Photo contributed Wedding ceremony setups like this one at Pageo Lavender Farm in Turlock are on hold for a while as the coronavirus pandemic rages on. Local weddings on hold amid pandemic BY … Read Full Article about ‘I do’ — but not yet
BY ANGELINA MARTIN
With this month’s arrival of the city’s newest retail addition, Turlockers now have a one-stop shop for all things tools.
Harbor Freight Tools opened its doors last week as an essential service during the coronavirus pandemic, bringing approximately 35 new jobs to the community. The new, 15,000 square-foot Turlock Harbor Freight is the company’s 112th store in California, bringing with it a fully-stocked selection of tools and accessories for the community’s needs: automotive, air and power, storage, outdoor power equipment, generators, welding supplies, shop equipment, hand tools (which come with a lifetime warranty) and much more.
The store is the second tool provider to roll into town in the last five months, with Ace Hardware opening on Geer Road in December after moving into the former Orchard Supply Hardware location. A grand opening ceremony for Harbor Freight is planned for May 16.
The company believes that Harbor Freight’s smaller size provides an easy shopping environment compared to larger, warehouse retailers.
“We’re ready to serve and deliver value to customers in Turlock and all of Stanislaus County,” store manager Garth Reinhardt said. “At Harbor Freight, we recognize that now, more than ever, our customers depend on Harbor Freight for the tools they need to get the job done at an affordable price. We are the place for quality tools at the lowest prices for mechanics, contractors, homeowners and hobbyists — any tool user who cares about value.”
While Harbor Freight Tools’ prices are already affordable, the business offers customers even deeper discounts with special coupon pricing. Customers can sign up to receive a monthly coupon book by mail or email with dozens of product coupons and additional discounts. To sign up, visit HarborFreightSignUp.com.
In addition to making sure their customers are able to find the best deals on the tools they need; Harbor Freight is also taking care of the community during the coronavirus pandemic.
In order to help protect healthcare workers caring for COVID-19 patients, Harbor Freight recently donated its entire stock of nitrile gloves, N-95 masks and face shields to hospitals in every community served by a Harbor Freight Tools store.
Harbor Freight Tools is also a major supporter of Harbor Freight Tools for Schools, an initiative of The Smidt Foundation, established by company’s founder Eric Smidt, to advance excellent skilled trades education in public high schools America. The program’s flagship initiative is the annual Harbor Freight Tools for Schools Prize for Teaching Excellence, which honors 18 public high school skilled trades teachers and their programs with $1 million in cash awards.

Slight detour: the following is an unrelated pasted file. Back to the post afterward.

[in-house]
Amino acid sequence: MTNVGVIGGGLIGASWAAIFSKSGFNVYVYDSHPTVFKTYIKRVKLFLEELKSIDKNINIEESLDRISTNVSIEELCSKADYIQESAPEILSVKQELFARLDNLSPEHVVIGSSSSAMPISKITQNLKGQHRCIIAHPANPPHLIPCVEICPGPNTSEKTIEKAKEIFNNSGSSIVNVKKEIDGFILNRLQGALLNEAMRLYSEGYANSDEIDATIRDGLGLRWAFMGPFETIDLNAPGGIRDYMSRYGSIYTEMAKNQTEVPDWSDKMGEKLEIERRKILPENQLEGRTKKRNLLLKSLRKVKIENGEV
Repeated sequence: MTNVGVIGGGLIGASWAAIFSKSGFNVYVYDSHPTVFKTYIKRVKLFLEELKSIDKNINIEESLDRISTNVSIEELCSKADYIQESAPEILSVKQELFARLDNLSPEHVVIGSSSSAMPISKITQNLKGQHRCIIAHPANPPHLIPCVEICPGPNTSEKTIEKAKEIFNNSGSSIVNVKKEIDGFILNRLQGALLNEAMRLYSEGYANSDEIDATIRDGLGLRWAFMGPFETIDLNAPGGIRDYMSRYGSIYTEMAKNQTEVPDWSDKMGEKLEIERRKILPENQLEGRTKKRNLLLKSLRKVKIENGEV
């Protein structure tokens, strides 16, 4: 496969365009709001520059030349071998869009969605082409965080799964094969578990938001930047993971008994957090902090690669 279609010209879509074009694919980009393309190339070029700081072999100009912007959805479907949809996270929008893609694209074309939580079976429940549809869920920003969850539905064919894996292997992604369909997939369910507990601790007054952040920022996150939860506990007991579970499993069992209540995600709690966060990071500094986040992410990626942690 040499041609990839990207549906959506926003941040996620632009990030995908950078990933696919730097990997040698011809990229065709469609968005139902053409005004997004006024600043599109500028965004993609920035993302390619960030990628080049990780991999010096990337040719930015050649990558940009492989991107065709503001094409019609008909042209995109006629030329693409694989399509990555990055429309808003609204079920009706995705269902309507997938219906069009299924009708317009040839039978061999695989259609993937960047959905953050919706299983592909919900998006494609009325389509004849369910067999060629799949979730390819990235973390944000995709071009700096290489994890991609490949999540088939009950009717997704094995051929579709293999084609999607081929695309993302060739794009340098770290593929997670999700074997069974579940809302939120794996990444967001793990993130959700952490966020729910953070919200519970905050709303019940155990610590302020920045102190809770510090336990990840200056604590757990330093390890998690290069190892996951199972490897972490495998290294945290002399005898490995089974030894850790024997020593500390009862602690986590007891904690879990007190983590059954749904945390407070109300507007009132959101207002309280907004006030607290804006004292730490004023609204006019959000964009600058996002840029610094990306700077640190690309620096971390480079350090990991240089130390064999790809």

Local skilled trades educators are encouraged to apply for this year’s prize at hftforschoolsprize.org. Applications will be accepted until 5 p.m. May 20 and winners will be announced in October 2020.
Harbor Freight Tools also supports non-profit organizations that serve K-12 public education, first responders and veterans. For more information on the gift card donations program, visit harborfreightgivingback.org.
During the COVID-19 crisis, all Harbor Freight stores have implemented more frequent cleaning and are following the guidelines from the Center for Disease Control, including social distancing to protect the health and safety of our customers and associates. Any individual who has any COVID-19 symptoms is asked to shop on the store’s website, www.harborfreight.com rather than in the store.
Location: 2800 N Tegner Rd., Turlock
8 a.m. to 6 p.m. Monday through Saturday,
9 a.m. to 5 p.m. Sunday;
8 a.m. to 8 p.m. Monday through Friday,
9 a.m. to 6 p.m. Saturday and Sunday
Contact information: 209-250-7071
BY ANGELINA MARTIN
Whether Republican or Democrat, the six candidates vying to replace Rep. Jeff Denham in Congress all agreed on one thing during a recent debate: It’s time for a change.
The Central Valley race is listed as one of the Democratic Congressional Campaign Committee’s initial targets in their mission of flipping Republican-controlled districts over to Democrats, and what began with a competition that saw 13 challengers ready to face Denham has now fallen to six. With less than two months until the June 5 Primary Election, Democrats Mike Barkley, Michael Eggman, Josh Harder, Virginia Madueño and Sue Zwahlen and Republican Ted Howze on Wednesday answered voter questions and shared why they believe they are the best candidate to represent California’s 10th District.
The candidates were forced to think logically rather than politically thanks to the first question of the night, which asked if Congress is irrelevant now. Congress isn’t irrelevant, they all agreed, but Eggman wondered if the concept has become irrelevant for the working people of the country as big corporations fill the pockets of representatives with campaign money. He and the others took the opportunity – and many more throughout the event – to criticize Denham, who was not present at the event, for taking money from corporations and for voting against the wishes of many of his constituents.
“I don’t think (Congress) has become irrelevant, but I certainly think it’s become ineffective in the issues that matter most,” Harder said, pointing to Denham’s “yes” vote on the American Health Care Act, which would have stripped health care from many District 10 residents including his younger brother, who was born with a preexisting condition.
Howze agreed with Harder, stating that Congress has become irresponsible and Denham unreachable.
“I’m a fellow Republican and when you can’t have a conversation with your representative about what you feel are hotbed issues and what you need to work on, it’s become completely irresponsible,” Howze said.
Issues like water, immigration and gun control were hot topics during the discussion, and the candidate’s similarities in these areas were made evident through their similar answers. All would like to increase access to safe and reliable water in the district, and all agree that comprehensive immigration reform is needed.
While the Democratic candidates agreed on other issues like accepting refugees and commonsense gun control, the lone Republican Howze made his differing opinions known, stating law-abiding gun owners should have the right to bear arms and that refugees of “young, fighting age” coming from Syria should be screened.